Summer in Mudgee | One Of The Many Times I Lost My Ability To Assess Risk, But It Was Totally Worth It

The headlines are true. The part of my brain that once told me not to touch fire or try to cuddle a crocodile in the Kimberly is no longer working. Case in point: The Bouldering Fail of 2017.

Late last year I decided to join the real estate game. This little career move required me to venture to Sydney to get my license, which was a fantastic excuse to catch up with some of my friends who still get to hashtag #citylife under their photos. It also meant I got to be away from my kids for one whole week, which meant: SLEEP.

Apparently – child-free city people still have enough time, energy and money to go indoor bouldering on a Monday evening after work so that’s what I did after Day 1 of my course. I’m not going to lie – I was intimidated. However, I was also thrilled to be near rock climbing chalk. I spent many summers rock climbing in North Carolina as a child and I absolutely loved it. I also used to go to a rock gym in my hometown in Florida. (That only lasted a month though, because once you buy the harness, shoes and outfits, you lose interest, right? At least that’s how it was for 12-year-old Summer and most of her hobbies.)

The night before, my friends, Vickers, Davida and I watched a few YouTube videos of bouldering competitions so I took a deep breath to channel my inner Sierra Blair. After gaining confidence on a few beginner runs, I attempted an intermediate one. No success. As I stood back assessing why I couldn’t get to the top, I watched Vickers attempt the run. He couldn’t get to the top either. Dismayed, I did a different intermediate run in an effort to prove that I could scale a wall without a harness or ropes. Success! Feeling high from the exhilarating act of climbing, I felt a burst of energy I hadn’t felt since I was a teenager.

As we were wrapping things up, I decided to attempt the intermediate run I had previously failed one more time. After all, who knew when I’d be back at the rock gym and I really wanted to accomplish it. My hands, although shaky from numerous other runs, gripped the starting off hold and up I went. Through sheer dedication and possibly prayer, I made it to the top. Beyond proud, I started yelling for Vickers and Davida and everyone else in the gym to “LOOK at me!!!!!”

Then I started shaking. My hands were sweating like a Christmas turkey in an oven bag. I couldn’t get down. I literally had no strength or idea how to climb down. Davida started panicking for me and yelled for Vickers to do something. Unfortunately, there’s not a lot you can do for a 57 kg woman clinging onto a wall 4.5 meters above you. (Unless you’re Fabio.)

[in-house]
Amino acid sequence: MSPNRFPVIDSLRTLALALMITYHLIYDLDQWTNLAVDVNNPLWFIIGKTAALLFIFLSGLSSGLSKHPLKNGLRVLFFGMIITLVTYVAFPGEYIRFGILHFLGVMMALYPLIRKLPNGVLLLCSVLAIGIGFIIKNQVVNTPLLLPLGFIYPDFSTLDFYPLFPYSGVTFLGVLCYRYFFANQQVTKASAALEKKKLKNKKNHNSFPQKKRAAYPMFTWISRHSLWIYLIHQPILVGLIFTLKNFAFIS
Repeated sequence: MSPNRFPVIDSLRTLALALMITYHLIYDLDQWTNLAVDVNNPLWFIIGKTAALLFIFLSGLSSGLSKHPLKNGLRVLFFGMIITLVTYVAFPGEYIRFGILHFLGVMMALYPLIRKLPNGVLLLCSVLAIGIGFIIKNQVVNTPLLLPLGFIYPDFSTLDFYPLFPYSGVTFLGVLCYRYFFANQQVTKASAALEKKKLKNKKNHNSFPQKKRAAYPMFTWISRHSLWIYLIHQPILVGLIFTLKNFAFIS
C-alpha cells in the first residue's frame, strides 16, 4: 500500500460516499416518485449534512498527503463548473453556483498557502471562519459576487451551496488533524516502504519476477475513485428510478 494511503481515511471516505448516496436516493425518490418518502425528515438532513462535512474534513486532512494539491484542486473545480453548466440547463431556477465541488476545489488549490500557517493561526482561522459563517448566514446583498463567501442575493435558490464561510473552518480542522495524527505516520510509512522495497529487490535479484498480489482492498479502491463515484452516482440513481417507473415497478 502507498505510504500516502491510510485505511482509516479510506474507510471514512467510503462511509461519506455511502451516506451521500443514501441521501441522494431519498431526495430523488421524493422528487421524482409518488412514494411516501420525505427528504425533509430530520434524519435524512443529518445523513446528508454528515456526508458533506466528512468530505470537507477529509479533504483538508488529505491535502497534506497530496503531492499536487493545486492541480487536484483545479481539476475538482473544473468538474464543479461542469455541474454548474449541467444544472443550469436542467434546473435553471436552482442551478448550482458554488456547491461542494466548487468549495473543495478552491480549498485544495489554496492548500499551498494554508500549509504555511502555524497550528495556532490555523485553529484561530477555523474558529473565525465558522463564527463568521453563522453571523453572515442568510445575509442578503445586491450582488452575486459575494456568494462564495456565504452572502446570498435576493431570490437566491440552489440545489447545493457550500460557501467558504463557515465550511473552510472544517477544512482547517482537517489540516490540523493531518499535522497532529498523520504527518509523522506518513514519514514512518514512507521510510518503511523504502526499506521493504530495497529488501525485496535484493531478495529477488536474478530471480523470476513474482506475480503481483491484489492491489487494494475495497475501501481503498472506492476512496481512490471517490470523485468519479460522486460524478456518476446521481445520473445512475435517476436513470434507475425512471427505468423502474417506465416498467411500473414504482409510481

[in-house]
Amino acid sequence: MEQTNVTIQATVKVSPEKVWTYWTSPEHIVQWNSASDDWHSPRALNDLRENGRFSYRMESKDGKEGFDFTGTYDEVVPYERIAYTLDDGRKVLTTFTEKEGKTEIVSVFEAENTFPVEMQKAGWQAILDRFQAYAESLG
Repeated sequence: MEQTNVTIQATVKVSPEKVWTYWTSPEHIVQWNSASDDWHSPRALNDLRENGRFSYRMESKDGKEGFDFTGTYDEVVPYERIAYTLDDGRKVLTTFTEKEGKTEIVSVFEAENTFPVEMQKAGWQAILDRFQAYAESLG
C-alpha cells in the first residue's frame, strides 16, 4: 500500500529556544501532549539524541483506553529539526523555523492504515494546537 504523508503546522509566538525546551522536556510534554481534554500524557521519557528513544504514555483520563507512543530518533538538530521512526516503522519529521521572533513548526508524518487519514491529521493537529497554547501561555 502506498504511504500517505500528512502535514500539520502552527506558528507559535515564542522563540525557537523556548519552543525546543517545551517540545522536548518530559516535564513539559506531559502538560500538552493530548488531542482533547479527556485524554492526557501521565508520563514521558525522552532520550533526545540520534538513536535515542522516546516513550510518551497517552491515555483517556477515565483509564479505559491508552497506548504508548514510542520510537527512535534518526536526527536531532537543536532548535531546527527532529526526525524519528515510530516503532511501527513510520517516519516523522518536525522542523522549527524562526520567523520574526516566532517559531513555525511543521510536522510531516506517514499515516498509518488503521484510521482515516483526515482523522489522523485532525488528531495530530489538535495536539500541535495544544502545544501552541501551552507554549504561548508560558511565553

Feeling helpless I executed my only option. I jumped.

And that’s when I broke my ankle, my fibula to be exact. I also did a good job of tearing a few ligaments. While crumpled in a ball, tears pooled on the not-padded-enough mat, while my life flashed before my eyes. Had I just destroyed my chances of ever running again? What did this mean for my new job? What if I can’t drive? Through the use of my pain management tools I learned during childbirth (Lamaze breathing, visualization and teeth gritting,) I managed to find the strength to make eye contact with the enormous crowd gathered around me and was carried out to our car.

I’ve confessed this before – I love attention, but attention for falling from an extreme height for attempting to do something I do not have the physical capacity to do is not the kind I was looking for. I wanted to be applauded for being able to find the strength and courage to put on Spandex post kids and climb up a wall. Luckily, the staff and my buddies were beyond kind and totally gave me credit for getting to the top.

At RPA, the nurse joked that “bouldering and trampolines” are the most popular excuses for ankle injuries. That also made me feel better. After two months of being in a moon boot, getting chauffeured around and racking up quite a debt in the Friend Favour department, I’m healed. However, I can’t stop thinking about why I couldn’t see the dangers of scaling a wall and what could have happened to me. I’m a mother. Not once did I consider an exit strategy. Not once did I think, “but what if you fall and break your neck?”

Some call it optimism, my husband calls it stupidity. (He’s seen me break my nose on a ski jump though…)

The Ski Fail of 2009….

Summer Land is a freelance writer and author of Summerlandish: Do As I Say, Not As I Did. Get your signed copy here.